Care in the community
Entering residential care can be disempowering; many people don’t want to do it. But there are few other options available. Local authority funding cuts have made business unprofitable for home and community care providers, forcing many close. Without these vital services, people may left to deteriorate to a level where they will have no choice but to go into a nursing home.
“Too often, we focus on models of support that disconnect people from their lives,” says Caroline Speirs, director of Think Local Act Personal, an organisation associated with the Department of Health and Social Care which advocates for community-based care that gives people greater independence. The care system at present emphasises “traditional and institutional” models of support, argues Speirs. “That’s not where life is lived.”
Community-led approaches have been successful elsewhere in Europe. The Netherlands has pioneered the Buurtzorg – or ‘neighbourhood care’ – model, where one nurse provides comprehensive home care services to their client and offers preventative health advice to them and their family. It aims to do away with the bureaucracy and impersonality, instead offering consistency and an ongoing relationship between the carer and client. The model is already being trialled in the UK by Cornerstone, a Scottish community care charity, and by Buurtzorg Britain and Ireland, with pilots in Suffolk, Kent, Cheshire, Aberdeen and several London boroughs.
Personal independence, participation in society, dignity, respect and agency in daily life were principles enshrined by the Care Act of 2014. But still the care system fails to deliver.
A system that responds to the needs of individuals is sorely needed, with models for care that offer flexibility and choice for care users and their families.
With cuts and austerity on one hand and profiteering by private companies on the other, social care providers have long been focussed on their bottom lines. To change the system for the better, we must remember that care, after all, is about people.
In his bestselling book Being Mortal, surgeon Atul Gawande explores why we have longevity over what makes life worth living. He asks why we treat the elderly like children, infantilising them, boldly exploring illness and death – and how poorly we treat it.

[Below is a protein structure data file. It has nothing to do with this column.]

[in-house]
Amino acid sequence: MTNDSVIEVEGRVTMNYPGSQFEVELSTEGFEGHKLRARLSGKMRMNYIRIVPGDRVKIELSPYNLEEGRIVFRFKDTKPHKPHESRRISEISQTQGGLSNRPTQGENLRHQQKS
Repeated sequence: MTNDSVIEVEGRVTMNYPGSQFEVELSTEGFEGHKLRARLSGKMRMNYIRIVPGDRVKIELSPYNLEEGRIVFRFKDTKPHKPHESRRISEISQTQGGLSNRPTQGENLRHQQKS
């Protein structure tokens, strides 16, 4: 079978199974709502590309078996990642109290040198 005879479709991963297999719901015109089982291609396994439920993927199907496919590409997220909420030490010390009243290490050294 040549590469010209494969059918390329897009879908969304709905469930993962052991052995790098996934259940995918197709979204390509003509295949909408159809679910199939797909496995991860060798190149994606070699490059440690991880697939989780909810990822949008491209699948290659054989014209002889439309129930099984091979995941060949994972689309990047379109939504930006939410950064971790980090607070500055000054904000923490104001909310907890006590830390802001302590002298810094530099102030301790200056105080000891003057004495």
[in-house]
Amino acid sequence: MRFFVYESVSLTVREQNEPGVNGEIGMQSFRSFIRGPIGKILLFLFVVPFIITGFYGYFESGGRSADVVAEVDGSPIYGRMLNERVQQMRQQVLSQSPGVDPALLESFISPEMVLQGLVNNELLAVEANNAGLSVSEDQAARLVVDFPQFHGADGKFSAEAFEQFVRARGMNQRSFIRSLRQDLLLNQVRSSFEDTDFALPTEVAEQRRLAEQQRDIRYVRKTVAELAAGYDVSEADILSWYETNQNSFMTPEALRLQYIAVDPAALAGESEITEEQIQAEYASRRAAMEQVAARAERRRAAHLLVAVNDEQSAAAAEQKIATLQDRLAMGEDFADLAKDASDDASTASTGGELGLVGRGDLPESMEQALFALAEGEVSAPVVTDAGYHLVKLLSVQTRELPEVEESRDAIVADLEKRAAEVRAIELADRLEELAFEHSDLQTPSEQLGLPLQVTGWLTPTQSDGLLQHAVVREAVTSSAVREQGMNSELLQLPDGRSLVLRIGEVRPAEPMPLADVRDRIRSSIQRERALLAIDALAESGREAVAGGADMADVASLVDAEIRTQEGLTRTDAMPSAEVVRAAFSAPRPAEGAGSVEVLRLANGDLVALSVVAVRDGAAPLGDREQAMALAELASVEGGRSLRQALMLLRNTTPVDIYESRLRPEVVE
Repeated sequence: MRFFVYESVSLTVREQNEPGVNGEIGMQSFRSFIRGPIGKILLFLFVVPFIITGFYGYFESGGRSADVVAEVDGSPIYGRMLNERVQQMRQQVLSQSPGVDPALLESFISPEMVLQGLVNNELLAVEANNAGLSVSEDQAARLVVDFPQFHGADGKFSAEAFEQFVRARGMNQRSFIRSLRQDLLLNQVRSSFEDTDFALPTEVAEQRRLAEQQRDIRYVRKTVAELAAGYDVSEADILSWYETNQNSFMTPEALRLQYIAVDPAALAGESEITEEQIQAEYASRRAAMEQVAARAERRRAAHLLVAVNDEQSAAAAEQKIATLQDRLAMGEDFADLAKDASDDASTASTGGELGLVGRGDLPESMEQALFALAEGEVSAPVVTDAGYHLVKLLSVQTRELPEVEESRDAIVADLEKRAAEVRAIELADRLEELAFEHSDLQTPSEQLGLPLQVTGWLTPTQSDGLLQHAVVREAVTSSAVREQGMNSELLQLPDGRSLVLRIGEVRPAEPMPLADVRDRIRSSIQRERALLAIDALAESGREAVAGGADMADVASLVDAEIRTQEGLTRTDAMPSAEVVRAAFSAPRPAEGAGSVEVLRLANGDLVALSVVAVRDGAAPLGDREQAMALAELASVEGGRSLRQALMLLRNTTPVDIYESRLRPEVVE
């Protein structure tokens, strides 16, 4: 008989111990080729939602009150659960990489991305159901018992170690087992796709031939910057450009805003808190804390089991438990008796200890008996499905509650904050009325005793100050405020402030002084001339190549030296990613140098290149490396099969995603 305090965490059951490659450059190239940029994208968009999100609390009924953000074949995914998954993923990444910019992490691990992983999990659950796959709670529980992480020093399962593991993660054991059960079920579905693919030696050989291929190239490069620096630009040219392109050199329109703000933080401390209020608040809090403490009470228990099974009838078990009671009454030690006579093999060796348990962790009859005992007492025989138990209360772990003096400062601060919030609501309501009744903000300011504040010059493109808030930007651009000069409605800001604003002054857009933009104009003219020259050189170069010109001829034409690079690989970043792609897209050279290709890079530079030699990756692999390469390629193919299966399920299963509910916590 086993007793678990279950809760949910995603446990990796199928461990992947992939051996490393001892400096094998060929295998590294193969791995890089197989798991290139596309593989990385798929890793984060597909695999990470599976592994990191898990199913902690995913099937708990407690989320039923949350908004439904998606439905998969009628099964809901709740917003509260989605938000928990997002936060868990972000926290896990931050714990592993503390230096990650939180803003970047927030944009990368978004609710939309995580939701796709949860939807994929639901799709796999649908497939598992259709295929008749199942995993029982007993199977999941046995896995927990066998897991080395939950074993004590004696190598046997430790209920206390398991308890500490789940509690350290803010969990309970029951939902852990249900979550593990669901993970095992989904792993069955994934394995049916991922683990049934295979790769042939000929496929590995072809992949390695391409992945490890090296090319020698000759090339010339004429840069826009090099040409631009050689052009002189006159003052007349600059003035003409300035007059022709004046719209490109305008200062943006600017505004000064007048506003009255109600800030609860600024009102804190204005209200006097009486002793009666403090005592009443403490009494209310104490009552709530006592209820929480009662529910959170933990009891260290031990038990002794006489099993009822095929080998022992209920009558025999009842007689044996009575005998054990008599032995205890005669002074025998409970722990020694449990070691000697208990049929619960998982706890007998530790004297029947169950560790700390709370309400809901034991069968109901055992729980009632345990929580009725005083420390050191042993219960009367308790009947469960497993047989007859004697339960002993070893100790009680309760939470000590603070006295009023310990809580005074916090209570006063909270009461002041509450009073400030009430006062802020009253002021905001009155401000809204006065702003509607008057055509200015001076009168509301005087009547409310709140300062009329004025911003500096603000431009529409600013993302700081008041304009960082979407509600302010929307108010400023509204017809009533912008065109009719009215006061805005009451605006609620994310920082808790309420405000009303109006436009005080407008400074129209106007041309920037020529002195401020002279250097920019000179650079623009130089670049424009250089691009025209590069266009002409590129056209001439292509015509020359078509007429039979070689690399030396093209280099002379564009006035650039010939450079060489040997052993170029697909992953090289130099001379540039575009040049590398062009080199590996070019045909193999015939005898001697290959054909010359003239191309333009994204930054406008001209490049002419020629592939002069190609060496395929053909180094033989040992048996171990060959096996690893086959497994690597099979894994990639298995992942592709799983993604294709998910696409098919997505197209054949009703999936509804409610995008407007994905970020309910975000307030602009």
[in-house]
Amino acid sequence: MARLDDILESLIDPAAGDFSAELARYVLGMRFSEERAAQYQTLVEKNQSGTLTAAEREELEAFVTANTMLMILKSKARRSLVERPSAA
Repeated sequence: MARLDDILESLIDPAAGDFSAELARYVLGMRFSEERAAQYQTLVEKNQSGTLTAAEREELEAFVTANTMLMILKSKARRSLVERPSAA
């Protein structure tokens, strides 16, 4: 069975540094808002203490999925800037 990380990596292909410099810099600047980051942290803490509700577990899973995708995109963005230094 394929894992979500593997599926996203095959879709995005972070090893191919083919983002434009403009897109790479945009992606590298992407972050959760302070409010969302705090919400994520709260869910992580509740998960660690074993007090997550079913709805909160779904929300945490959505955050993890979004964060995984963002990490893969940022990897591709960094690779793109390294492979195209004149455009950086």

The need to reform social care has cross-party consensus in the UK, what they don’t agree on his how to do it, or how to fund it. Sarah Neville at the Financial Times charts how disagreements between parties led to our current state of inertia.
At the end of the war in 1945, the National Health Service was born. Andy Burnham, the mayor of Greater Manchester, is now calling for a National Care service.
The success of the Buurtzorg model of community-nursing in the Netherlands has set the social care policy world alight. In 2017, The Guardian interviewed the nurse who founded it.
Scotland’s free personal care system offers another idea for how social care could be reformed south of the border. The state covers the cost of at home help with eating, washing and dressing, but not for shopping and household cleaning. The hope is that by increasing the availability of care at home, fewer people will need to go in to care homes. This report by the FT took a looks at how well the system is working.
Other innovative ideas include inter-generational care facilities, where nurseries for children are incorporated in to residential homes for the elderly. The Atlantic visited a care home in Seattle that’s trying it.